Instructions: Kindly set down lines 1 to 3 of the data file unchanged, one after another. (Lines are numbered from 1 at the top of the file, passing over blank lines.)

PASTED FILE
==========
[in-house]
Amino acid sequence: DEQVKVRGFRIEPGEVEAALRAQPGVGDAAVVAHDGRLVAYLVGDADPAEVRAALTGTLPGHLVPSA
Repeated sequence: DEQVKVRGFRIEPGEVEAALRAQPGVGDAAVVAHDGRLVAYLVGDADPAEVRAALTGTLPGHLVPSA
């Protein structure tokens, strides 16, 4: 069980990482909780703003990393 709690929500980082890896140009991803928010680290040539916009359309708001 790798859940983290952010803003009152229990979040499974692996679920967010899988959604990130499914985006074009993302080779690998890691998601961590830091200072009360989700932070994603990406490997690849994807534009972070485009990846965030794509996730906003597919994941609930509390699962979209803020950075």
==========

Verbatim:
[in-house]
Amino acid sequence: DEQVKVRGFRIEPGEVEAALRAQPGVGDAAVVAHDGRLVAYLVGDADPAEVRAALTGTLPGHLVPSA
Repeated sequence: DEQVKVRGFRIEPGEVEAALRAQPGVGDAAVVAHDGRLVAYLVGDADPAEVRAALTGTLPGHLVPSA